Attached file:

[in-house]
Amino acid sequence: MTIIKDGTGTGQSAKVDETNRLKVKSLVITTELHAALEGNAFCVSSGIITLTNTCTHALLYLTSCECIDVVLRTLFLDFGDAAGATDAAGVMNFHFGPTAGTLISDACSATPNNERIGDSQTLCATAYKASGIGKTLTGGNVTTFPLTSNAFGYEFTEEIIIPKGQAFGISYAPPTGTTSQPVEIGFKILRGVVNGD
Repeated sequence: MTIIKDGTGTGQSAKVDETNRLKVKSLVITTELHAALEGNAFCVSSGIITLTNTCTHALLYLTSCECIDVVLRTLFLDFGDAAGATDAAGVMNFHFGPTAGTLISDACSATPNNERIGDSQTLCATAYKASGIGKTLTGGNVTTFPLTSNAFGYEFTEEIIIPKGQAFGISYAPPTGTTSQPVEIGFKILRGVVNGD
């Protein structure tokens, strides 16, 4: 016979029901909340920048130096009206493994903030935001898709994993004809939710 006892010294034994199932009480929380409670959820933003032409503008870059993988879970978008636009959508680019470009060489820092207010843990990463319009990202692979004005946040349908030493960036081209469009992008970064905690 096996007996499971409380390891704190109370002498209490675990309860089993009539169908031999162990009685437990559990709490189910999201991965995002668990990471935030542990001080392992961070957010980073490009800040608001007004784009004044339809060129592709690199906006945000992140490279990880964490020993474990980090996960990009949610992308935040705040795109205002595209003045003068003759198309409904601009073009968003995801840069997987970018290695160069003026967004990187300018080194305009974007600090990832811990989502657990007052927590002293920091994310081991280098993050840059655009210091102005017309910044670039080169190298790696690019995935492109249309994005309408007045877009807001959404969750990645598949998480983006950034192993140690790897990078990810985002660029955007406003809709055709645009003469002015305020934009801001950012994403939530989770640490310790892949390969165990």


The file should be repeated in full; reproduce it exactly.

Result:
[in-house]
Amino acid sequence: MTIIKDGTGTGQSAKVDETNRLKVKSLVITTELHAALEGNAFCVSSGIITLTNTCTHALLYLTSCECIDVVLRTLFLDFGDAAGATDAAGVMNFHFGPTAGTLISDACSATPNNERIGDSQTLCATAYKASGIGKTLTGGNVTTFPLTSNAFGYEFTEEIIIPKGQAFGISYAPPTGTTSQPVEIGFKILRGVVNGD
Repeated sequence: MTIIKDGTGTGQSAKVDETNRLKVKSLVITTELHAALEGNAFCVSSGIITLTNTCTHALLYLTSCECIDVVLRTLFLDFGDAAGATDAAGVMNFHFGPTAGTLISDACSATPNNERIGDSQTLCATAYKASGIGKTLTGGNVTTFPLTSNAFGYEFTEEIIIPKGQAFGISYAPPTGTTSQPVEIGFKILRGVVNGD
């Protein structure tokens, strides 16, 4: 016979029901909340920048130096009206493994903030935001898709994993004809939710 006892010294034994199932009480929380409670959820933003032409503008870059993988879970978008636009959508680019470009060489820092207010843990990463319009990202692979004005946040349908030493960036081209469009992008970064905690 096996007996499971409380390891704190109370002498209490675990309860089993009539169908031999162990009685437990559990709490189910999201991965995002668990990471935030542990001080392992961070957010980073490009800040608001007004784009004044339809060129592709690199906006945000992140490279990880964490020993474990980090996960990009949610992308935040705040795109205002595209003045003068003759198309409904601009073009968003995801840069997987970018290695160069003026967004990187300018080194305009974007600090990832811990989502657990007052927590002293920091994310081991280098993050840059655009210091102005017309910044670039080169190298790696690019995935492109249309994005309408007045877009807001959404969750990645598949998480983006950034192993140690790897990078990810985002660029955007406003809709055709645009003469002015305020934009801001950012994403939530989770640490310790892949390969165990």